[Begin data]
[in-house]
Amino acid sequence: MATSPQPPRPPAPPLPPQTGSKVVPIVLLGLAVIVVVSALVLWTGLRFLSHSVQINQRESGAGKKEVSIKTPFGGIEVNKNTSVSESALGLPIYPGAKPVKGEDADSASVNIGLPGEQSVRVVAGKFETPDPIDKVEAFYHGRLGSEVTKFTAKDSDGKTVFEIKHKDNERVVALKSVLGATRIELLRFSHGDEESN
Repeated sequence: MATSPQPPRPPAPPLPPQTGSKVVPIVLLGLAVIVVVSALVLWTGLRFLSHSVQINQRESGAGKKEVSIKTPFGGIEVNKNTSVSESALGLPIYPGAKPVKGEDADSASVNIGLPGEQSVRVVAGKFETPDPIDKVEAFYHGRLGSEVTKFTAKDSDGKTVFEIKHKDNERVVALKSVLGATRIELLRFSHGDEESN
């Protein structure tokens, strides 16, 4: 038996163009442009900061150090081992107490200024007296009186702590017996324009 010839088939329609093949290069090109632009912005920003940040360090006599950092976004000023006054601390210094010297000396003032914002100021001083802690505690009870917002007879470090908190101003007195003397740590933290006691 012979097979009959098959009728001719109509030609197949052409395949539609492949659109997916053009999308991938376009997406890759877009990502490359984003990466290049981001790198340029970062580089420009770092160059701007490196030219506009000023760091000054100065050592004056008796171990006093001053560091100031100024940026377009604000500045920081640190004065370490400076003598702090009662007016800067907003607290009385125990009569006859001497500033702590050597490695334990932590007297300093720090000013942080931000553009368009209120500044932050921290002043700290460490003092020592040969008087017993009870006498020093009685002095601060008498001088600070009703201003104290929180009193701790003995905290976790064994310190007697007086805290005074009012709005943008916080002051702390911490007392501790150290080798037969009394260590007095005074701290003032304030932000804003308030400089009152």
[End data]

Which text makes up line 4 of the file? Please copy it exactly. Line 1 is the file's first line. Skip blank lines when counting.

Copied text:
């Protein structure tokens, strides 16, 4: 038996163009442009900061150090081992107490200024007296009186702590017996324009 010839088939329609093949290069090109632009912005920003940040360090006599950092976004000023006054601390210094010297000396003032914002100021001083802690505690009870917002007879470090908190101003007195003397740590933290006691 012979097979009959098959009728001719109509030609197949052409395949539609492949659109997916053009999308991938376009997406890759877009990502490359984003990466290049981001790198340029970062580089420009770092160059701007490196030219506009000023760091000054100065050592004056008796171990006093001053560091100031100024940026377009604000500045920081640190004065370490400076003598702090009662007016800067907003607290009385125990009569006859001497500033702590050597490695334990932590007297300093720090000013942080931000553009368009209120500044932050921290002043700290460490003092020592040969008087017993009870006498020093009685002095601060008498001088600070009703201003104290929180009193701790003995905290976790064994310190007697007086805290005074009012709005943008916080002051702390911490007392501790150290080798037969009394260590007095005074701290003032304030932000804003308030400089009152």